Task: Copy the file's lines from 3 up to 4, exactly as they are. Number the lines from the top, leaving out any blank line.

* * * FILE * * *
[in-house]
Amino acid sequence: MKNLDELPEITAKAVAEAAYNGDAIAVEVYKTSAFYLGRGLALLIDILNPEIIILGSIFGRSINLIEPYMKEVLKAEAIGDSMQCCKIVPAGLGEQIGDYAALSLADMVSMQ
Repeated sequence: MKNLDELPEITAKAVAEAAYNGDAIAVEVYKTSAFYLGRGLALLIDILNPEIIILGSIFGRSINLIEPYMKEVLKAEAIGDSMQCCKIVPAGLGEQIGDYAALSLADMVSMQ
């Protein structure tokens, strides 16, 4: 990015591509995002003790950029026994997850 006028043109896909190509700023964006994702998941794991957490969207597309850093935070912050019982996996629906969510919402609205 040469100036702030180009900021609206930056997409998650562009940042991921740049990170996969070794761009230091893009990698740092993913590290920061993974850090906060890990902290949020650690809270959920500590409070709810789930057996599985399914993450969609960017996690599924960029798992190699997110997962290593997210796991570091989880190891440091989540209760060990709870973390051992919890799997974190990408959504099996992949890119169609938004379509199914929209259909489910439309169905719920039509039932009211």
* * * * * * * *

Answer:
Repeated sequence: MKNLDELPEITAKAVAEAAYNGDAIAVEVYKTSAFYLGRGLALLIDILNPEIIILGSIFGRSINLIEPYMKEVLKAEAIGDSMQCCKIVPAGLGEQIGDYAALSLADMVSMQ
């Protein structure tokens, strides 16, 4: 990015591509995002003790950029026994997850 006028043109896909190509700023964006994702998941794991957490969207597309850093935070912050019982996996629906969510919402609205 040469100036702030180009900021609206930056997409998650562009940042991921740049990170996969070794761009230091893009990698740092993913590290920061993974850090906060890990902290949020650690809270959920500590409070709810789930057996599985399914993450969609960017996690599924960029798992190699997110997962290593997210796991570091989880190891440091989540209760060990709870973390051992919890799997974190990408959504099996992949890119169609938004379509199914929209259909489910439309169905719920039509039932009211």